Can’t make it to NYFF? Watch this at home: You might have seen it a few years ago, but given the way Bong Joon-ho’s Snowpiercer revolves around similar themes of economic inequality, it’s worth a rewatch before Parasite opens. A recent second encounter with the film reminded me just how great Bong is at directing pulse-pounding action sequences and conveying complicated class dynamics through clever concepts. He knows how to weaponize Chris Evans’ star-power in a way that perhaps only Rian Johnson understands (as shown by Knives Out). Also, Tilda Swinton’s gonzo performance in Snowpiercer deserves more love and attention – that’s all. (Available to stream for free to subscribers of Netflix.)
Portrait of a Lady on Fire (Film Comment Presents)
It might not be competing for the newly-renamed Best International Film Oscar, as France opted for Ladj Ly’s Les Misérables as their submission, but Celine Sciamma’s Portrait of a Lady on Fire is the clear winner of the festival scene. As /Film’s Jason Gorber raved out of Cannes, “Every beat is earned, every glance deliberate.” After seeing the film myself, I came away with a similar appreciation for Sciamma’s tightly controlled and beautifully composed drama between an 18th century French woman reluctantly about to marry – and the portrait artist commissioned to corral her image who becomes smitten with her. Even in spite of the Oscars snub, Sciamma now stands clearly positioned as a major figure in French cinema.
Can’t make it to NYFF? Watch this at home: While Celine Sciamma really announced herself as a major figure on the world cinematic stage with her last feature, Girlhood, I’ve still got a major soft spot for her sensitive, empathetic film Tomboy. This compact but impactful story follows a young trans boy who moves to a new town and must adjust to a new social scene while also keeping his assigned sex at birth concealed. It’s at once a tale of specific anguish and universal struggle to be seen as one wants to be seen. (Available for free to subscribers of Kanopy as well as to rent on Amazon and iTunes.)
After two well-received previous features, it’s now clear that Synonyms marks Nadav Lapid as a major figure of Israeli cinema. And yet, ironically, the semi-autobiographical film that really puts him on the map primarily centers around a disdainful ambivalence for his home country. As embodied by a fearlessly physical performance from first-time screen actor Tom Mercier, Synonyms grapples with his feelings as an ex-pat in France left to sort through his frustrations and traumas from his time in the military. This is the kind of riveting, boundary-pushing work that lovers of cinema crave.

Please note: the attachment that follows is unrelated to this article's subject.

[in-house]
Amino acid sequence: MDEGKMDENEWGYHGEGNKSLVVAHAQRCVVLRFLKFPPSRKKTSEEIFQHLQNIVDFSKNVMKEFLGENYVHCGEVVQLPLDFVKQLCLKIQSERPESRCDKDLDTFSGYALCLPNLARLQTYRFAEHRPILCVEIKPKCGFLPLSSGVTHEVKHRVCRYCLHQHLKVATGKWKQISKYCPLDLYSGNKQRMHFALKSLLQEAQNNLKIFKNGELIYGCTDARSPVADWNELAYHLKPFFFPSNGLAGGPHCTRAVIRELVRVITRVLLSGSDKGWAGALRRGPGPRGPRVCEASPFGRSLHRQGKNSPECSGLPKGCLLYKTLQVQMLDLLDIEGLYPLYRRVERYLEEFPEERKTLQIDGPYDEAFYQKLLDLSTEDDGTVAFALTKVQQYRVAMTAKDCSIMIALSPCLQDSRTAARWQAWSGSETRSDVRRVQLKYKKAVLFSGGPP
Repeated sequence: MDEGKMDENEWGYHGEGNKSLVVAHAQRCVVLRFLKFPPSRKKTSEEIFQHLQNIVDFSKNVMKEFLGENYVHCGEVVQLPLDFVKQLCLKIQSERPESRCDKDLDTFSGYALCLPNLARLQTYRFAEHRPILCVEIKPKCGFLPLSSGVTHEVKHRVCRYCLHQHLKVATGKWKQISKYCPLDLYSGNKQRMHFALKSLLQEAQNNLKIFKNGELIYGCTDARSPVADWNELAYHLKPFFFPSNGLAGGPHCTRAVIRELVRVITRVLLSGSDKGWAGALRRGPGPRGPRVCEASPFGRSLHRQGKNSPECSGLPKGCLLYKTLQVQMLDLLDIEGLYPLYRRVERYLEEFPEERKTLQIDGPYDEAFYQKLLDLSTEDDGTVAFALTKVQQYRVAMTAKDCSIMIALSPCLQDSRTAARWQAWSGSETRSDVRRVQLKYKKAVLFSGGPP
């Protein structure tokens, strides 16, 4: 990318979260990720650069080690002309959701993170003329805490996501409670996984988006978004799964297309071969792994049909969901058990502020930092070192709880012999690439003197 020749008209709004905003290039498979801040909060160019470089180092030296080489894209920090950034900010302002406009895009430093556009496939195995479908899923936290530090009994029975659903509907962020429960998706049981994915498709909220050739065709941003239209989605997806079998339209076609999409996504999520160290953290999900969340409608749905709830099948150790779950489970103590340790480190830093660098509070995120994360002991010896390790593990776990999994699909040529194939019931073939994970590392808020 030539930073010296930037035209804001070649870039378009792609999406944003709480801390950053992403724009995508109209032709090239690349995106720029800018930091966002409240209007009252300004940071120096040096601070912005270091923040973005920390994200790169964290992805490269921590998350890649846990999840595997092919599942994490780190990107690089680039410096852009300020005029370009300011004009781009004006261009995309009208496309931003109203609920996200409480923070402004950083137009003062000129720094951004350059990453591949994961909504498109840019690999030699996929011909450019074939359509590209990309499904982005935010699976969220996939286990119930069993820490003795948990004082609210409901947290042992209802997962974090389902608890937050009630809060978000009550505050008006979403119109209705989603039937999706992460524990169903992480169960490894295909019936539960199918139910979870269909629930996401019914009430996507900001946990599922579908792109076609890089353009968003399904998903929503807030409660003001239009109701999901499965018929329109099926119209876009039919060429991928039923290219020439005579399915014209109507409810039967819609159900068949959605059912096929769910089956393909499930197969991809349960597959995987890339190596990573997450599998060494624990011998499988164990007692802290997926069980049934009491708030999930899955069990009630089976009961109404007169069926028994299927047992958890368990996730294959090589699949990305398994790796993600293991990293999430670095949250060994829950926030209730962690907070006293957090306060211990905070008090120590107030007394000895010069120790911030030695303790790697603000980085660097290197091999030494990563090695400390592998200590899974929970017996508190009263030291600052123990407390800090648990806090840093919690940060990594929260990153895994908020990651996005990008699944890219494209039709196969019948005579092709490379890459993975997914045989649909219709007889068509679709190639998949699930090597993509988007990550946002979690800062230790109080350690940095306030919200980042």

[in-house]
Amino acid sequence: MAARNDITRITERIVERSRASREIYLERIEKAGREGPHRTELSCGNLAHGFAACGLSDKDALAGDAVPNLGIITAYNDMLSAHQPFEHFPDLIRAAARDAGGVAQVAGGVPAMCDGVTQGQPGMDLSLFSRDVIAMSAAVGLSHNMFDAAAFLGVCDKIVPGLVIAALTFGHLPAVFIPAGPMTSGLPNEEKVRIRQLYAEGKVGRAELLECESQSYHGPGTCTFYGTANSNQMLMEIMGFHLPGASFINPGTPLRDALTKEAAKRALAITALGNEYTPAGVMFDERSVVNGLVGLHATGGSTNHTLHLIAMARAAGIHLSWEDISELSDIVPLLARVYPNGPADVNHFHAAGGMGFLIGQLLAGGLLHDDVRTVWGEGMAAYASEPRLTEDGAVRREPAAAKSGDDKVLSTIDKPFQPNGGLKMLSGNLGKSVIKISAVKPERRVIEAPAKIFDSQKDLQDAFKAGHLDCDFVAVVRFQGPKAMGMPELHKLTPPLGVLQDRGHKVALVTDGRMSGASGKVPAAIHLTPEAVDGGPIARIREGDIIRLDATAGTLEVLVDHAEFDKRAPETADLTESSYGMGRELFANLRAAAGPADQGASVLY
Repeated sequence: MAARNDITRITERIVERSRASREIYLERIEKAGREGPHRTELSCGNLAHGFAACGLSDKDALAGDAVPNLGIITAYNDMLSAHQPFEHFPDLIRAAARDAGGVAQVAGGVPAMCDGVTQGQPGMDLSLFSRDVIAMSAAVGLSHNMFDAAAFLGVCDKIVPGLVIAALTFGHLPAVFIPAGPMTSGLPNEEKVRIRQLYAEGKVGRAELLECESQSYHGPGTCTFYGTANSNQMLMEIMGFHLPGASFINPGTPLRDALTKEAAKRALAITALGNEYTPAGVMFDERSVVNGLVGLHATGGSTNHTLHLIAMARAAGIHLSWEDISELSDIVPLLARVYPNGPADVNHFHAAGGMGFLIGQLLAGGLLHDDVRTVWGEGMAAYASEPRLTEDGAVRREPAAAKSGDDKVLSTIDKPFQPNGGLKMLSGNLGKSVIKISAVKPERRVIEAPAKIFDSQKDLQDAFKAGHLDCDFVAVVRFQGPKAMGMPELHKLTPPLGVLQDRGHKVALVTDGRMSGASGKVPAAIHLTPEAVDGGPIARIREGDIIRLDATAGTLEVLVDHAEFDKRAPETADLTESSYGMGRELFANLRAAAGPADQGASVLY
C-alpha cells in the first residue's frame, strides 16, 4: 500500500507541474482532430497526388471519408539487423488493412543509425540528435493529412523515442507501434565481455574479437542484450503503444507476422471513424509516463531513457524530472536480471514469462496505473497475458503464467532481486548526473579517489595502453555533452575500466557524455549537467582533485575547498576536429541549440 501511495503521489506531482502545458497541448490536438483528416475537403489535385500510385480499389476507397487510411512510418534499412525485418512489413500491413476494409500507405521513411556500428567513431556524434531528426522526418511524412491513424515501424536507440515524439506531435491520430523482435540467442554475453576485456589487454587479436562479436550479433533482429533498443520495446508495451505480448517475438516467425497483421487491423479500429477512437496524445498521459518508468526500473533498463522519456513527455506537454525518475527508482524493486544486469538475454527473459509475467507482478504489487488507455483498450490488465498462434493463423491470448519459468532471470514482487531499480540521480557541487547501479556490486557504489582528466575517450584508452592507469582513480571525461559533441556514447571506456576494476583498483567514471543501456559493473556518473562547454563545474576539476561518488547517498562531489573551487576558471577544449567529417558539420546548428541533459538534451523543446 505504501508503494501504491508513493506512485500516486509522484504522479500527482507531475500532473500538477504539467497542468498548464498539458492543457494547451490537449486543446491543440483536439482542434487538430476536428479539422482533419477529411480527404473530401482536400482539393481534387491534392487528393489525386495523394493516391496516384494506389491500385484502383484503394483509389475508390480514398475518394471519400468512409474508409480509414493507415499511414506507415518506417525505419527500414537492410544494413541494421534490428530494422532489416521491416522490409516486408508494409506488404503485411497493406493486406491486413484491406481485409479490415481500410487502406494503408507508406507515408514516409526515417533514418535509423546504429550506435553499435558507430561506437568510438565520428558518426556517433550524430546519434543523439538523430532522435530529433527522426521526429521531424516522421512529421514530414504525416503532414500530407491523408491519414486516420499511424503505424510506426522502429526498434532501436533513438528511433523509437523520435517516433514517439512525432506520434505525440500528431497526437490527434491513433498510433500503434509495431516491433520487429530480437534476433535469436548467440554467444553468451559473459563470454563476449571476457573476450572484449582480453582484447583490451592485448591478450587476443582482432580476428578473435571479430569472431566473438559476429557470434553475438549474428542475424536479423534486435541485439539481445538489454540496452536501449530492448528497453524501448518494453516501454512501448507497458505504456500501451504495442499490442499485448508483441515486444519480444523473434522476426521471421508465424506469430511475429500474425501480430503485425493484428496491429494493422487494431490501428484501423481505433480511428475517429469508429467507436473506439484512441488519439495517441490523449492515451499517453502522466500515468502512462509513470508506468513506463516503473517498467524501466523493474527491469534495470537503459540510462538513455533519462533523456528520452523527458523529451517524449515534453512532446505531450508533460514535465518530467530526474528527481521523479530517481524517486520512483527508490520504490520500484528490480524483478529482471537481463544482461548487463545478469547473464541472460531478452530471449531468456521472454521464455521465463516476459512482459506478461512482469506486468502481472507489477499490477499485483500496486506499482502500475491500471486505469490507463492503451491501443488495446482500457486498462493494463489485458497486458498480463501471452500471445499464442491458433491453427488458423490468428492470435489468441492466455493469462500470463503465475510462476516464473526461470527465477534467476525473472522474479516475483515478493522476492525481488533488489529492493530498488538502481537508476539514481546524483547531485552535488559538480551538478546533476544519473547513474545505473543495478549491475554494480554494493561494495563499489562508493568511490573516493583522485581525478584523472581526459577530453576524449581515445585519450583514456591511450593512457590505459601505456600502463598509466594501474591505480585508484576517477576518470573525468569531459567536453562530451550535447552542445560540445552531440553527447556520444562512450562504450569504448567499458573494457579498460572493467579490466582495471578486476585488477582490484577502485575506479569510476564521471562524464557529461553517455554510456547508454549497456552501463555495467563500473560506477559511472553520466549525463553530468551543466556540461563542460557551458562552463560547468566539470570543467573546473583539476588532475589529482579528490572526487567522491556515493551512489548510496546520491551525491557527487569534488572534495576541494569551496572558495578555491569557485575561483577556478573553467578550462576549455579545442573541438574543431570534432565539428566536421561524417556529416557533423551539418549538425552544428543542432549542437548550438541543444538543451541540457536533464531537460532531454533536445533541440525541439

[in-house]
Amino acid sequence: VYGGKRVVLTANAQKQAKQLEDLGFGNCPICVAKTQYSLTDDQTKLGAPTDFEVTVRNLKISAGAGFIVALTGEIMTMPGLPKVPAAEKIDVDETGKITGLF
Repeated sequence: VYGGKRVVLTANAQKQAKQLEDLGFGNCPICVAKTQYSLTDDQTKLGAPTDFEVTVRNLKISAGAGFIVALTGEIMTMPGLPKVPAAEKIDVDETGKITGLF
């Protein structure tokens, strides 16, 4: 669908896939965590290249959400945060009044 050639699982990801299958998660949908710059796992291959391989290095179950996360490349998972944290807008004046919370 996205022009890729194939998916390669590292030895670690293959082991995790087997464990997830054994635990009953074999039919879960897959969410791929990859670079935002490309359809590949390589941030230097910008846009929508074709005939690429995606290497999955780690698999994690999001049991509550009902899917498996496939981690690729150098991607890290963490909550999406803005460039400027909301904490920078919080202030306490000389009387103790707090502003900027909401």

Can’t make it to NYFF? Watch this at home: If you already watched the English-language remake of Lapid’s last film, The Kindergarten Teacher, then why not start at the beginning of his filmography with Policeman? It’s a far more brooding, plaintive work than Synonyms, and it’s split more or less in half between a section that follows an Israeli policeman and another that tracks the exploits of a militant group of young radical activists. While the build proves a little slow, the payoff is quick – and worth it. (Available for free to subscribers of Amazon Prime.)
The likelihood of a breakthrough from a director of the austere national filmmaking movement known as the Romanian New Wave is, admittedly, slim. But in such a world where it would happen, the director most likely to do so would be Corneliu Poromboiu. He’s back at NYFF with The Whistlers, his most overtly genre-aligned film to date. It’s a raucous caper involving a crooked police officer willing to learn a secret “whistling” language in order to gain access to a drug dealer’s treasure. While not without its bumps, the film is raucous fun that points to exciting things ahead for this playful filmmaker.
Can’t make it to NYFF? Watch this at home: The Whistlers isn’t Poromboiu’s first treasure hunt. His prior narrative feature, The Treasure, also centers around a quest for hidden riches. Yet instead of using that as pretext for action and intrigue, Porumboiu digs in (pun fully intended) to the wry sparring dynamics between the three men dedicated to uncovering the bounty – and what their quest reveals about the past and present of Romania. In retrospect, it looks like a very clear indication that the director was charting a clear course towards a genre trajectory. (Available to stream for free to subscribers of Hulu.)
The New York Film Festival runs Friday, September 27 through Sunday, October 13 at Lincoln Center in New York City.